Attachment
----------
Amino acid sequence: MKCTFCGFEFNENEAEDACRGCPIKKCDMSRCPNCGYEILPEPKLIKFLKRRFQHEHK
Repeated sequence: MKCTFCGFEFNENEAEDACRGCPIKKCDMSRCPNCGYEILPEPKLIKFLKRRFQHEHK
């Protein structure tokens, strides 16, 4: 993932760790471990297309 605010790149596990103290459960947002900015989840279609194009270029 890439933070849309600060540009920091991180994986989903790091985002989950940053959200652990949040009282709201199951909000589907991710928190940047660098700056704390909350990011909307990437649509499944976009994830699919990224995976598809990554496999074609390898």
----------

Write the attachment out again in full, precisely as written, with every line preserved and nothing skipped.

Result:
Amino acid sequence: MKCTFCGFEFNENEAEDACRGCPIKKCDMSRCPNCGYEILPEPKLIKFLKRRFQHEHK
Repeated sequence: MKCTFCGFEFNENEAEDACRGCPIKKCDMSRCPNCGYEILPEPKLIKFLKRRFQHEHK
């Protein structure tokens, strides 16, 4: 993932760790471990297309 605010790149596990103290459960947002900015989840279609194009270029 890439933070849309600060540009920091991180994986989903790091985002989950940053959200652990949040009282709201199951909000589907991710928190940047660098700056704390909350990011909307990437649509499944976009994830699919990224995976598809990554496999074609390898």